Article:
Diego hadn’t moved, but Clint tugged his sleeve. They moved over to the other couch, which was positioned farther from the TV, and at an angle.

“Oh, you can have the ottoman if you want.” Judith offered. “Curtis is gonna sit with me.”

Curtis turned to see her beckoning him with a finger. He collected his bottle and plate of goodies and took a seat next to Judith. However, she had something else in mind, and quickly had him sitting on her lap. She removed his pacifier and offered him the bottle, which he drank. Once the next match started, she held him tightly around the waist, occasionally offering cookie or piece of candy.

“I see you’re playing a lot better now that you’re in a clean diaper.” She teased him with a light tickle, but quickly stopped so he could concentrate on the game. For a while, she just held him, sometimes looking off to one side at her phone. The boys continued their usual taunting and jeering at each other while smashing their characters to bits. A few matches later, however, Judith noticed that Curtis was getting eliminated almost right away. He was starting to get frustrated. Judith watched the game for the next couple of matches. Finally, she’d seen enough.

Diaper-boy loses again,” Diego mocked.

“You two are just picking on him.” Judith pointed an angry finger toward Clint and Diego.

Diego shrugged his shoulders in an exaggerated motion. “What? It’s not my fault he’s too much of a baby to not suck at the game.”

Clint stifled his laughter.

“If you’re gonna play like that, why don’t you just play teams?” Judith said hotly.

Diego shrugged again. “What’s it matter? He still sucks.”

“You know what? How about I kick all of you off the game and let Curtis play by himself?”

“What!? But I didn’t do anything!” Tobin protested.

Judith offered him a smile. “Okay, well not you then.” Her eyes flared as she pointed them back at the other boys. “But you two, you’re just being mean. Why don’t you just go play somewhere else instead?”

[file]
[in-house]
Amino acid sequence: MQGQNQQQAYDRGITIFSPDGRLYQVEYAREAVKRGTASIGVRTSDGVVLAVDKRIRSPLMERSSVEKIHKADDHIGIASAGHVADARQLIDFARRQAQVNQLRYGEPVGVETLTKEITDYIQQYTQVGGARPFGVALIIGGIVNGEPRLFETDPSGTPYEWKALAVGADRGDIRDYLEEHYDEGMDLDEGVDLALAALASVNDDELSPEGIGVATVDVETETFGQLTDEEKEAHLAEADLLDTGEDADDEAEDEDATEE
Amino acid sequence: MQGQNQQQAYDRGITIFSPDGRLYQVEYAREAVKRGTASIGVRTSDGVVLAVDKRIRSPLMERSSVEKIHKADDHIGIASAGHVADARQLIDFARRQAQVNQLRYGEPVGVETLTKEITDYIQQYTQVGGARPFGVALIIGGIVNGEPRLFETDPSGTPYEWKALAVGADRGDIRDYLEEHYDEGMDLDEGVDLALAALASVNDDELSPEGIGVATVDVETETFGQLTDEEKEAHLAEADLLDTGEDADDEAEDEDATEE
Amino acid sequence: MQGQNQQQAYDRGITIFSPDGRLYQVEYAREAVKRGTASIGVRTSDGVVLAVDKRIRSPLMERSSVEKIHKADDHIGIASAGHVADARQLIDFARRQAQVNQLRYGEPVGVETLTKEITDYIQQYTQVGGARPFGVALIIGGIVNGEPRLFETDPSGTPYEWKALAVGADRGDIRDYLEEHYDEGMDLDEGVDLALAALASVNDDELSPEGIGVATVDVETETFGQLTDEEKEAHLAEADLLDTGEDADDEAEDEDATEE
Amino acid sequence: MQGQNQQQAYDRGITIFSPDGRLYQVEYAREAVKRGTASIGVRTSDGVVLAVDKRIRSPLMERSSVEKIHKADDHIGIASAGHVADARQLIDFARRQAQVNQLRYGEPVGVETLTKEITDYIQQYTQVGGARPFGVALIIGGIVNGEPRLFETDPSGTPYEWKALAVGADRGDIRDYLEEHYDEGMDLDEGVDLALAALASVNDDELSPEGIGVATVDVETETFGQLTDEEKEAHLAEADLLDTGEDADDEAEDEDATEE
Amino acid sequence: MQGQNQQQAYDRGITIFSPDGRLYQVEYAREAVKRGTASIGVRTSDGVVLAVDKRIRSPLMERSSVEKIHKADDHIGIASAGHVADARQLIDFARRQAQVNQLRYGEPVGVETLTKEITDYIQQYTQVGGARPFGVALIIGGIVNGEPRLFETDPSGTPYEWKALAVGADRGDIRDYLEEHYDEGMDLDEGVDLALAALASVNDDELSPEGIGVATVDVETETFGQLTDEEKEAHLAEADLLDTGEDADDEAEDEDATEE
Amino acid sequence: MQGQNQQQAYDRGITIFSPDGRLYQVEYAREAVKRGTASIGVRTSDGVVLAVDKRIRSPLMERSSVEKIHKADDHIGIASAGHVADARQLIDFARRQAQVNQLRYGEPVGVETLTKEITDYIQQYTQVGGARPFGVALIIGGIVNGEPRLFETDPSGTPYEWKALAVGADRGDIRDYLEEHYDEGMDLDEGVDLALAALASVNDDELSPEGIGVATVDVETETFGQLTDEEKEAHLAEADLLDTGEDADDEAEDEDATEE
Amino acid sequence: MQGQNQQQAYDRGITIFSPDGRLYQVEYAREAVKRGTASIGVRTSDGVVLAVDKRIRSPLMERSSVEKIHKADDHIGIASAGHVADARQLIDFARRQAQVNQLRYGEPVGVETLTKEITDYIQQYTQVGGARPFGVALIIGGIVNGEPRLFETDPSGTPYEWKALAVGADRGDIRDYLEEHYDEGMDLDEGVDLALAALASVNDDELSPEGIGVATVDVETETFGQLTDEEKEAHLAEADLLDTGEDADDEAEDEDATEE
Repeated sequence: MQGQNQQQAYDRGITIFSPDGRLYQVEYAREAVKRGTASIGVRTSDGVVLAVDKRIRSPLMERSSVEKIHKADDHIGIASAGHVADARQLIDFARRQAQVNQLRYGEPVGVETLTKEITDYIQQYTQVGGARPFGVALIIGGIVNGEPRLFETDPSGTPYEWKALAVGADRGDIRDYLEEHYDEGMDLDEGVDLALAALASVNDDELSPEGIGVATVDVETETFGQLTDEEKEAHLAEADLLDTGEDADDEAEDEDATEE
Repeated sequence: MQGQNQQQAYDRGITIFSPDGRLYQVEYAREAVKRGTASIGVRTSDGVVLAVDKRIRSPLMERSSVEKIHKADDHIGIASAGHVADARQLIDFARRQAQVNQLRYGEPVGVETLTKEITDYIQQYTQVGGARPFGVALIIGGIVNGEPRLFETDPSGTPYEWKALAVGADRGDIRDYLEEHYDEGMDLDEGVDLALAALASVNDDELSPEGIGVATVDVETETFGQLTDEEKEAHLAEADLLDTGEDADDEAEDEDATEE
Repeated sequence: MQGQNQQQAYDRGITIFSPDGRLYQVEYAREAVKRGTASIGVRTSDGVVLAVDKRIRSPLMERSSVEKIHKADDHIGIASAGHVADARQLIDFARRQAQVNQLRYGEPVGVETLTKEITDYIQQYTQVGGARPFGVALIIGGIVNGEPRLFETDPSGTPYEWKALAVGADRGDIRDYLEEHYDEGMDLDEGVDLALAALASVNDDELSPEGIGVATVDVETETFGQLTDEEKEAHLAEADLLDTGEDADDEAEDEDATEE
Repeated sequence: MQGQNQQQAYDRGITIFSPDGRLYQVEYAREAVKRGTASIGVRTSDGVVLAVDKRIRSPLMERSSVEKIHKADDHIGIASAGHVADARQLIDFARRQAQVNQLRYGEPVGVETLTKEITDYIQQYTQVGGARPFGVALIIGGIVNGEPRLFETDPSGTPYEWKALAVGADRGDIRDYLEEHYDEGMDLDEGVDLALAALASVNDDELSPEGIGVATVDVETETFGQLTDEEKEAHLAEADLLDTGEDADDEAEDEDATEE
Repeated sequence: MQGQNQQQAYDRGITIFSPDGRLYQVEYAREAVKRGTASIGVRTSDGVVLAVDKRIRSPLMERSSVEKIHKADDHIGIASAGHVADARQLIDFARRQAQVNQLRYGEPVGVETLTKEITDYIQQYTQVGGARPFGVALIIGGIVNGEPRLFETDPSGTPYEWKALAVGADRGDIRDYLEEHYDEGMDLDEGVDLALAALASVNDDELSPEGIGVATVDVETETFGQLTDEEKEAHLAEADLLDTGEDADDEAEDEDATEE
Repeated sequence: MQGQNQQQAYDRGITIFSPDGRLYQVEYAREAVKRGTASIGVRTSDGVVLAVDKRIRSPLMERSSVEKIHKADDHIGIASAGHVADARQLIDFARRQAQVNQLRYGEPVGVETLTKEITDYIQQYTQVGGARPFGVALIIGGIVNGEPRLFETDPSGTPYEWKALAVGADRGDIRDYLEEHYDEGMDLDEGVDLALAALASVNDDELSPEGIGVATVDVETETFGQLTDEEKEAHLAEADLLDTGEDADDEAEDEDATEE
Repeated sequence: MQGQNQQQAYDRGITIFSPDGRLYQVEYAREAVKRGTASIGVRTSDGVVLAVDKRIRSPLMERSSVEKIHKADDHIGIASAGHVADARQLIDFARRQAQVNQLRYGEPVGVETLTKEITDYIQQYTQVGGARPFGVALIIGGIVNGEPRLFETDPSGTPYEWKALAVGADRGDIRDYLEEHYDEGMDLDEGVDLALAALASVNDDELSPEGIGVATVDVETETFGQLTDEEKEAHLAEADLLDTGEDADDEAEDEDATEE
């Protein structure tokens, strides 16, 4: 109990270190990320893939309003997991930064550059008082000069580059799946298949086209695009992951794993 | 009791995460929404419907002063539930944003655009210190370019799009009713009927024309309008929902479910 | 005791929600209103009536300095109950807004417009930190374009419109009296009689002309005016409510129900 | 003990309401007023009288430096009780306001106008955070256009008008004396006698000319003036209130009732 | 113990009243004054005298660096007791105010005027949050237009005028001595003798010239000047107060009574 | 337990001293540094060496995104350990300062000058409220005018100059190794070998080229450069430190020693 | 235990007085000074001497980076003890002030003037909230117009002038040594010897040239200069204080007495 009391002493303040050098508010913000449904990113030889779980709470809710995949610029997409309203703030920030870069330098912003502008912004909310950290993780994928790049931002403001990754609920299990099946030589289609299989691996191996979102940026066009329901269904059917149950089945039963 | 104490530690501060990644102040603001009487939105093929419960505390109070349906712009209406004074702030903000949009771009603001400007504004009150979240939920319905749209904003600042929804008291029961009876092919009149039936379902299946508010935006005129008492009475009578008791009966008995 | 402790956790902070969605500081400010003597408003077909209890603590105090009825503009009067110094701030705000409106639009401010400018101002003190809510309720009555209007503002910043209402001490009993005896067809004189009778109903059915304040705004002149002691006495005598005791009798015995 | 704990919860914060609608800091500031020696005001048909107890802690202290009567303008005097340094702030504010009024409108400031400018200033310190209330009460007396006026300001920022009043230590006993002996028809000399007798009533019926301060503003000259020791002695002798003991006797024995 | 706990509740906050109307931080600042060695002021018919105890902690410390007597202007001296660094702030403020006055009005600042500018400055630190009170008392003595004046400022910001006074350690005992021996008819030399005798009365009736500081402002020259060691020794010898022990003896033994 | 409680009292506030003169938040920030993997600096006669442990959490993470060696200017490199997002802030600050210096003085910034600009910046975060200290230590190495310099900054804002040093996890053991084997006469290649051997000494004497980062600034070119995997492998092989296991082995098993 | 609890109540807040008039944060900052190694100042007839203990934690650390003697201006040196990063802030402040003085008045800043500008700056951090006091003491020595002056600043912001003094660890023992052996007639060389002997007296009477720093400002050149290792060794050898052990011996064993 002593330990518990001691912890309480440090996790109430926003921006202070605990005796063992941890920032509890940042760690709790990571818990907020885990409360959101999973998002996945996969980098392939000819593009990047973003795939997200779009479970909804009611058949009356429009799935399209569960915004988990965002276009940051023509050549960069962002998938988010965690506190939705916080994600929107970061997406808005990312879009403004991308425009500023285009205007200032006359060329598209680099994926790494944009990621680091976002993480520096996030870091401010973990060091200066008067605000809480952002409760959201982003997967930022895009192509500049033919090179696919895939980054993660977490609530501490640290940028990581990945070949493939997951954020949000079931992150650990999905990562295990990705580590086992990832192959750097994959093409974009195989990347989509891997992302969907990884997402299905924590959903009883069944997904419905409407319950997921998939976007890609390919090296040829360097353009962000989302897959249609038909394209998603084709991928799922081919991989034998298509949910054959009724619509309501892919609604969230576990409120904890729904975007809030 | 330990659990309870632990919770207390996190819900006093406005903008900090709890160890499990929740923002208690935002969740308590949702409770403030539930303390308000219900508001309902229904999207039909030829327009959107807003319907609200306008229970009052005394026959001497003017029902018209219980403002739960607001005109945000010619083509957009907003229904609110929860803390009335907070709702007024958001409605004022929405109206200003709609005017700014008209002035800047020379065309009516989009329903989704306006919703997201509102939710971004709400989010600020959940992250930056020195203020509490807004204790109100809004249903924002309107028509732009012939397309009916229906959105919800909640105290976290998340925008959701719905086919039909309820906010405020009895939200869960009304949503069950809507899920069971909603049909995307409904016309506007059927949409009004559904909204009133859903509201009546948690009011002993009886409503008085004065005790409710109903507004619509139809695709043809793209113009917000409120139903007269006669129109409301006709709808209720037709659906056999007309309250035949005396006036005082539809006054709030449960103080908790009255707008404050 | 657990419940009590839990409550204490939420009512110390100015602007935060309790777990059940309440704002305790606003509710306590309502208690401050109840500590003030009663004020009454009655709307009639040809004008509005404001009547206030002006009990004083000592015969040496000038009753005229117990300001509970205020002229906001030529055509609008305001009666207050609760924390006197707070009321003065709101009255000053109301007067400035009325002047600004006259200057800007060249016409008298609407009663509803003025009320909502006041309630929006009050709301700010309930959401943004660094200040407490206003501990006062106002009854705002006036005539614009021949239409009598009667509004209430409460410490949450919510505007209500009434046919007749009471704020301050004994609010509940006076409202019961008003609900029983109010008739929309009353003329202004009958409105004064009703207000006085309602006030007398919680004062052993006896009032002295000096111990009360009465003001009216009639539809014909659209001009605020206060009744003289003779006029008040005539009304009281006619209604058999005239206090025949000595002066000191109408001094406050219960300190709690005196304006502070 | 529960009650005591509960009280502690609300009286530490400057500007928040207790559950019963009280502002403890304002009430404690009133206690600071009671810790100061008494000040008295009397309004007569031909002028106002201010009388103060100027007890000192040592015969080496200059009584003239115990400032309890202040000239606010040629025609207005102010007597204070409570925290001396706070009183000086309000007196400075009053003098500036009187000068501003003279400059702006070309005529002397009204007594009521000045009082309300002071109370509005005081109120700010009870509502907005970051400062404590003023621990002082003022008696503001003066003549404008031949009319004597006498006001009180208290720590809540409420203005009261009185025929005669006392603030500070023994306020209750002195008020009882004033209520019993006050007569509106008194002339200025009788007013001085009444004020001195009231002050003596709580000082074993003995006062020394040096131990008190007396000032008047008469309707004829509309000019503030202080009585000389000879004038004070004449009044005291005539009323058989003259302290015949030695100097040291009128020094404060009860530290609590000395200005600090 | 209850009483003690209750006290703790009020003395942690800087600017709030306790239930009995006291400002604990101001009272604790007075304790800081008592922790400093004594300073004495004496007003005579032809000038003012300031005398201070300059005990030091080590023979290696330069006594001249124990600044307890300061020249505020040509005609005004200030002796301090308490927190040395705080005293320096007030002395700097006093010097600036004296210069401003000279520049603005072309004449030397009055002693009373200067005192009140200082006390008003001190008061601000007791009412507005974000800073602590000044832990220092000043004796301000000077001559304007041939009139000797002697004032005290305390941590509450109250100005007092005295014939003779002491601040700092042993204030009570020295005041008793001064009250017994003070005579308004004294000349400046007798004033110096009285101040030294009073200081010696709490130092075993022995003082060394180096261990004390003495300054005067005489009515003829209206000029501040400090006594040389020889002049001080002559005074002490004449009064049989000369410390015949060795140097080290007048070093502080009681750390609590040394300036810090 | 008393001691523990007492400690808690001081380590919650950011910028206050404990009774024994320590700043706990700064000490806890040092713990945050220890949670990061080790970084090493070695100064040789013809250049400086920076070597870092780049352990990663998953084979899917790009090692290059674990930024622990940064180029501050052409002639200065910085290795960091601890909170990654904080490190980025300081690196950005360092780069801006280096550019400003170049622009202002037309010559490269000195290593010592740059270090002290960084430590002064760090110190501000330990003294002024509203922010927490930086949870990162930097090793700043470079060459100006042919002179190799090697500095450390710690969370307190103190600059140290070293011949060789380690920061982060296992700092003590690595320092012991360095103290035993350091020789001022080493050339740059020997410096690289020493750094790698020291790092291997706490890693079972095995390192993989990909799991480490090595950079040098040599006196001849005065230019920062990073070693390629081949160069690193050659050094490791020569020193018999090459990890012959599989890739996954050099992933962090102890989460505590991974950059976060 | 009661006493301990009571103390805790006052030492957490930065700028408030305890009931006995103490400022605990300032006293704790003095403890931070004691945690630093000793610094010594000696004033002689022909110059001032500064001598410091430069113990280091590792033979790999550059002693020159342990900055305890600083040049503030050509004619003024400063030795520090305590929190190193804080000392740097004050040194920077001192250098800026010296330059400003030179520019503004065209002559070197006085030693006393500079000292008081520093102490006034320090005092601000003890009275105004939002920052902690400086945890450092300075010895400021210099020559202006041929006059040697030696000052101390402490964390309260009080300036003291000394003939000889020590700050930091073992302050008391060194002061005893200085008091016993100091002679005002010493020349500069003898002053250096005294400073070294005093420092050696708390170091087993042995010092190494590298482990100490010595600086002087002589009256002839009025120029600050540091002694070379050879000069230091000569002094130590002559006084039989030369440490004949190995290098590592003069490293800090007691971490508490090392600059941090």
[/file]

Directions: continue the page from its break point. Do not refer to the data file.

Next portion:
“That’s not fair! Why do you like Curtis so much just ‘cause he wears diapers?” Diego pointed a finger right back at her.

“If you wore diapers, everyone would make fun of you too. I’m nice to him ‘cause everyone else just wants to be a jerk. It’s Christmas, somebody should be nice to him at least.” The tiniest bit of hesitation flashed over her face before she bore down and steeled her gaze.

Diego just grumbled in response.

“You know what?” Judith said, a wicked smile spreading across her face. “How about we settle this in the game? You two versus me and Curtis.”

“Easy! You’re on!” Diego sat back down wearing his own wide grin. “Prepare to get your ass handed to you.”

Clint looked confidently toward Curtis and Judith. “So when you lose, we keep playing and you have to leave.”

“No. If we lose, Curtis will wear a dress and I’ll—” She paused to shush Curtis as he began to protest. “And I’ll wear a diaper just like him.”

For a moment, all eyes turned toward her, even Curtis. No one said anything. If it weren’t for the background music in the game, it would’ve been quiet enough to hear a pin drop.

“You’re on.”

Judith reclined back as Tobin handed her his controller. “Yep, we’ll both be in diapers and then you can make fun of us all you want.” Again, she had to shush Curtis before he could protest. “But if you lose, then you have to wear diapers.”

Once again, the room was brought to utter silence. Judith smiled wide enough that her teeth showed, but everyone else was in shock.

Judith reached into her bag, pulled out two diapers, and threw them on the ground next to Clint and Diego. She eyed the two boys. “So, what’s it gonna be? Are you scared you’re gonna lose? Don’t worry, I’ll change you when you need it. I’ve changed your diapers before.”

Diego leaned close to Clint, whispering something in his ear. They seemed to be discussing the decision amongst themselves. Judith was greatly enjoying their sudden hesitation.

She leaned back confidently. “You can pick the stage too, I don’t care.”

Diego kept whispering in Clint’s ear; Clint was shrugging and shaking his head. They both kept looking down at the diapers, then up at Judith. Finally, Diego set his face and said “fine, we’re picking Hyrule Temple.”

“Remember, winners take all, losers have to wear diapers. No rematches or excuses.”